Wondering if you need flood insurance? There are maps for that.
But some say the federal flood maps are inadequate and misleading, causing thousands of homeowners to avoid purchasing needed flood insurance. And even Federal Emergency Management Agency officials have said FEMA is moving away from a binary depiction of “in or out” of flood areas.
For now, a growing number of critics are questioning the system currently in place.
Researchers at North Carolina State University added their voices to that group earlier this month. Their report highlighted how only about 4% of homeowners nationwide have flood insurance, “a problem that can be largely attributed to the flood maps created by the Federal Emergency Management Agency.”
In a November interview with Insurance Journal, Craig Poulton, CEO of Salt Lake City-based Poulton Associates, which sells its own type of flood and catastrophe insurance, specifically called attention to the horizontal formatting of FEMA’s flood zones. For this reason, he believes the flood zone map doesn’t paint the whole picture: flooding is vertical, at different depths depending on topography.
“It won’t tell you all you need to know,” said Poulton, a frequent critic of the NFIP. “It will only tell you whether you’re in the flood zone or not. And very often, it is lying to you about flood risk.”
FEMA flood maps show designated flood zones, known as special flood hazard areas, that are considered most susceptible to a so-called 100-year flood event. Most federally backed mortgages require homeowners in those areas to purchase flood insurance. Outside of those zones but still in low-lying and vulnerable areas, however, flood insurance is not strictly required, prompting many property owners to forego policies–even though coverage can cost less than $2,000 a year on average, experts have said.
Hurricane Ian shined a stark spotlight on the issue of flood insurance when it caused widespread storm surge and inland flooding across parts of Florida in late September. Thousands of homeowners were flooded in the storm and its aftermath, but few carried flood coverage through FEMA’s National Flood Insurance Program or through private carriers, reports have indicated.
At the core of Poulton’s argument is that the country’s flood insurance maps “should not be shape files on the surface” of a map. Instead, he believes they should be pin dots of low-lying structures across the United States. Looking at vertical land levels is more valuable than broad horizontal swaths.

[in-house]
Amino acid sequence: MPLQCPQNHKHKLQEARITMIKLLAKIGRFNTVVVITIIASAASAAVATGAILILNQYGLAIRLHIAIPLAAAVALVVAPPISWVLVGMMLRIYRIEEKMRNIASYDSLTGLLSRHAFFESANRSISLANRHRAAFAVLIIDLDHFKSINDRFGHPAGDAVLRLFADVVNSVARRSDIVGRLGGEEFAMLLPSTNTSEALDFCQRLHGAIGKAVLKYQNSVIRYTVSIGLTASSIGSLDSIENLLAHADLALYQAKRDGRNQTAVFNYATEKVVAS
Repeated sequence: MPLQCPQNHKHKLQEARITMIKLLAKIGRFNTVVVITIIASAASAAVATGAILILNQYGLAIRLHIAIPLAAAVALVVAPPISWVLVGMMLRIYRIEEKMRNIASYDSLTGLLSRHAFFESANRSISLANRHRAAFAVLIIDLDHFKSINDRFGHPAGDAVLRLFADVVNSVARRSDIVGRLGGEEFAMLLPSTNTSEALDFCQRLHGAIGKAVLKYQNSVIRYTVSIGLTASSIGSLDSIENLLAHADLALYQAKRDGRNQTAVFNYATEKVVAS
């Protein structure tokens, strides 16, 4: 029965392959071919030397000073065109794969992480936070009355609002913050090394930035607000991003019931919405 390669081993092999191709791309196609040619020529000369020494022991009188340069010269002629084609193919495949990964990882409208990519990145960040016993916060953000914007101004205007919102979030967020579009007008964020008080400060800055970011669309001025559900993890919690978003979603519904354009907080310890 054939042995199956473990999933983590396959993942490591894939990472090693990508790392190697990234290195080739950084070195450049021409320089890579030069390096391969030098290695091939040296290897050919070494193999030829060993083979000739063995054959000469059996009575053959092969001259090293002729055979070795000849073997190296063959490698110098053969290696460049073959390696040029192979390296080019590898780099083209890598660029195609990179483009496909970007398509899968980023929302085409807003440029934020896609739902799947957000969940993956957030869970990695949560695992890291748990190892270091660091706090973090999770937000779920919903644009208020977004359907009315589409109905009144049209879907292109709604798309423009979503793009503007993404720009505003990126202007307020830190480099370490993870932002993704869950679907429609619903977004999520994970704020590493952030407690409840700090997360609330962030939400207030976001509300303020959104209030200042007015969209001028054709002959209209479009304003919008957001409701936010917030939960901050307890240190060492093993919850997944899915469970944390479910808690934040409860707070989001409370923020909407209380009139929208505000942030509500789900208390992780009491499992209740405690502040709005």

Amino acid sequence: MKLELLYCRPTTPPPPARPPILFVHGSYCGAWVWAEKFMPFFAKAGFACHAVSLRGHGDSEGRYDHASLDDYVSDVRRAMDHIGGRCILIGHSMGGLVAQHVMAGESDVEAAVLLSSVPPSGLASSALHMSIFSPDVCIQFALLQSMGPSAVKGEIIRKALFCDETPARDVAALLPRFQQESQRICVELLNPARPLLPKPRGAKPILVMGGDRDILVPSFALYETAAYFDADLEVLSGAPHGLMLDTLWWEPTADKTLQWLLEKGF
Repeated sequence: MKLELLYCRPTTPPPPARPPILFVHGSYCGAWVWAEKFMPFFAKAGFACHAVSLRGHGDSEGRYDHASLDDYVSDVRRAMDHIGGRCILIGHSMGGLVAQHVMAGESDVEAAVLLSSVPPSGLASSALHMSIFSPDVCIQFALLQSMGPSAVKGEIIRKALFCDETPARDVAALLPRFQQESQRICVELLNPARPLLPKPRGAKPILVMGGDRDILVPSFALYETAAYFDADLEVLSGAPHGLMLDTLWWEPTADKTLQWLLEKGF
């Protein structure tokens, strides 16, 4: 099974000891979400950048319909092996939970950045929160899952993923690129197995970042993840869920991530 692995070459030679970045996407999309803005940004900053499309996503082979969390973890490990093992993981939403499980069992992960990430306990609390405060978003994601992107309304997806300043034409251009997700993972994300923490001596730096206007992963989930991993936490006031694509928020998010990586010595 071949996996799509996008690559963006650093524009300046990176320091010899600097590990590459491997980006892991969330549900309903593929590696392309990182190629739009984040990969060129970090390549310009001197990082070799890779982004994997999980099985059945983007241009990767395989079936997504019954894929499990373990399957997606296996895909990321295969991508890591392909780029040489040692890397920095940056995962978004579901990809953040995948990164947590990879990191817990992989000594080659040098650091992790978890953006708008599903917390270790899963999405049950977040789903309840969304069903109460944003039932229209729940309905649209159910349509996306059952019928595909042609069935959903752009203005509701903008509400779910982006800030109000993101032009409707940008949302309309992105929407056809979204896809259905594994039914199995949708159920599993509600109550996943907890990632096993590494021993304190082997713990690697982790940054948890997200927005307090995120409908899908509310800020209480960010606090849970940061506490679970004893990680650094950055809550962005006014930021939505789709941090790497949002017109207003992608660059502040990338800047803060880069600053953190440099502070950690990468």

To visualize why he believes this, Poulton described a hypothetical scenario in which a scuba diver swims into an ongoing flood. The diver can see some homes in a flood zone have been inundated to four feet, while others don’t have any water touching their first floors.
And while Poulton did acknowledge the NFIP is now pricing its flood insurance on that pin-drop modality, it still uses those horizontal shape files to define who must purchase flood insurance.
“So the people who are in those hard shape files should feel hard done-by,” Poulton said. “Because they are. They’re being forced to buy flood insurance, when other people with exactly the same, or higher, flood risk are not being forced to buy flood insurance.”
Or, from another lens, while the NFIP will charge homeowners adequate fees to protect their homes from flooding, they won’t require homeowners to purchase policies if they live outside designated flood zones. Poulton sees a disconnect in the NFIP flood maps and the way the organization prices risk.
“So, the NFIP communicates two different things,” Poulton said. “‘You really need insurance … It’s going to cost you $1,750 a year. But you really don’t need insurance because you’re not in the flood zone.’ Which one of those are you going to go with? And if you never price your risk with them, you believe you don’t have risk, because you’re not in the flood zone.”
According to the FEMA website, the NFIP is managed by FEMA and is delivered through a network of more than 50 insurance companies and the NFIP Direct. It provides flood insurance to property owners, renters and businesses and is available to anyone living in one of the 23,000 participating NFIP communities.
FEMA leaders have recognized some of the issues. David Maurstad, senior official of FEMA’s Office of Resilience and senior executive of the National Flood Insurance Program, said in a statement to Insurance Journal that homeowners outside of the designated flood zones should always evaluate the need for flood insurance “because flooding happens outside of high-risk areas.”
The agency would not comment directly on the NC State report, but officials have said that FEMA is moving away from the binary depiction of flood areas. The FEMA website shows that property owners can petition the agency to reconsider a flood designation, but no path appears available for those who want to be included in flood zones.
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